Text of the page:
Given how long you'll be away from home, you ideally should get two cats. They will entertain each other. But if you aren't interested in two cats in such a small space, specifically ask around for a cat who's history or temperament indicates that they'd rather be solo. There are cats who want to be only cats--find one of them. Some cats are more social and would not want to be alone all the time.

Also, I am anecdata that you will likely acclimate after a little while. I've noticed I'm more allergic to dark colored kitties, fwiw.
posted by Tooty McTootsalot at 3:16 PM on January 17, 2012

Anecdata: I have cat allergies and cat asthma, and bumbled into living with a cat. I like cats, and although my allergies were livable, my asthma got worse to the point my allergist refused to treat me any longer if we didn't re-home the cat. (In retrospect, yes, my allergist was rotten.) I am given to understand by other non-rotten allergists that this is not an uncommon scenario with asthma: instead of acclimating, the patient experiences worsening symptoms in the unrelieved presence of the trigger.

So if you have any asthmatic symptoms, run this past an allergist to ask about the likelihood you'll get worse, because, duh, asthma can kill you. (Admittedly, anaphylaxis kills, too, but I haven't heard a lot of stories of that with cats. Peanuts, bee stings, but not so much cat or dust mites.)

(Our cat lived happily ever after in his new home. I wish it had worked out differently, but for our sake, not his.)
posted by gingerest at 3:52 PM on January 17, 2012

Best answer: I was a little allergic to my Waffles when I first got him, but quickly learned to never rub my eyes with my fingers - the dander would make them itch horribly. And occasionally, when he'd give me a playful scratch, it would swell up a bit, but an hour (and some neosporin later) I was fine. That was about it.
posted by NoraCharles at 4:00 PM on January 17, 2012

Having gotten a cat well before it was appropriate to, in college, I can't recommend living in a studio space with one.

I personally hate being woken up by cats for feeding in the morning, and I close my cat out of my room at night as a result. My cats are the sort who like to casually knock things off of dressers and desks to get attention, and feeling like yelling at them was not the most pleasant way to wake up.

There was no way to shut a cat out in a studio apartment, and depending on the cat you really might want to shut the cat away for a while for various reasons (other allergic guests; cat gets really in your face during sex or something; etc.). Conceivably if your litter box was in the bathroom you could put the cat in the bathroom for the night, but they might not dig that.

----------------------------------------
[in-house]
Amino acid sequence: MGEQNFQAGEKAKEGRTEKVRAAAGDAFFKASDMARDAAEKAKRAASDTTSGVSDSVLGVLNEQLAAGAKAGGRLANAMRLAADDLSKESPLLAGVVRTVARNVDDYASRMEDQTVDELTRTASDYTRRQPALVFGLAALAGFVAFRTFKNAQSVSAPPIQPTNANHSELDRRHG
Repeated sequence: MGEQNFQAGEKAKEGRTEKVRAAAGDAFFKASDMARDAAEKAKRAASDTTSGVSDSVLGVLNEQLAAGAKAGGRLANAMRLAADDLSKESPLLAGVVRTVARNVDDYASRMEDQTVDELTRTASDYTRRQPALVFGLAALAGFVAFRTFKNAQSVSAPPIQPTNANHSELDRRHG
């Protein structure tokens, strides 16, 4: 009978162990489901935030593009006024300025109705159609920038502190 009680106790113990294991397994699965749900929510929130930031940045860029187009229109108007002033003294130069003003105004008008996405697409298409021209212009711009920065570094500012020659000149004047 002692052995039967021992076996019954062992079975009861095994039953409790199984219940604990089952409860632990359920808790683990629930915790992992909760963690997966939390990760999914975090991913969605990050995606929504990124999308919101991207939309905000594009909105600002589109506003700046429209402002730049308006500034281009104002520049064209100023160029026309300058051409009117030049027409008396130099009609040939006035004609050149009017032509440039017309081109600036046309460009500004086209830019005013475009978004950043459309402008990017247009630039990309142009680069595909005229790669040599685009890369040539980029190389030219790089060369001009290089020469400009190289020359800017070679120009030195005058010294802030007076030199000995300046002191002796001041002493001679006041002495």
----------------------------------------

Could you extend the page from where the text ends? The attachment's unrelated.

posted by gusandrews at 4:03 PM on January 17, 2012

Female cats produce fewer allergens; it's possible that lighter-colored cats produce less allergen than darker ones (though that doesn't seem to hold true in all studies). To play it safe, get a female cat.

My own girl cat is perfectly happy being at home by herself; if you just want one cat then you can find one that is happiest being an only cat - especially with allergies, don't feel you MUST get two cats. When I am away, Anastasia entertains herself by watching birds and squirrels and playing with her cat toys. A kitty perch placed by a window goes a long way toward making kitties happy, in my experience. When I lived in various small city apartments with cats, window perches were coveted kitty lounging spots. It brightens a cat's day to be able to watch people, birds, insects and so on come and go.

The shelter where I got my cat does the same temperament tests that Katieinshoes mentions; my own cat is a "Personal Assistant" (medium energy and very affectionate). I can't say enough good things about picking a shelter that a) keeps the cats in enclosures (not small cages) and b) does temperament testing. You have a far better chance of finding a cat you like, and want to keep, this way.
posted by Rosie M. Banks at 4:17 PM on January 17, 2012

I have two cats, one of whom I appear to be more allergic than the other. I also have mild asthma. At one point I would have sworn I'd never get a cat because of my allergies, but my grandmother's retirement to a nursing home necessitated that someone take them in.

My cat allergies can be bothersome, but it's usually not a big deal. I did acclimate to them more than I thought I would. We have a small HEPA filter in the bedroom, and I wash our bedclothes regularly. (They are not going to stay out of the bedroom, they're both codependent little sissies.) My asthma hasn't significantly reacted to the presence of either of these lunatics.

On the other hand: I have had a big upswing in the number of sinus infections I get per year, since we got these cats. It's definitely related. If I slack off at all with my antihistamines/decongestants/warm showers, I am running the risk of getting one. Worth keeping in mind.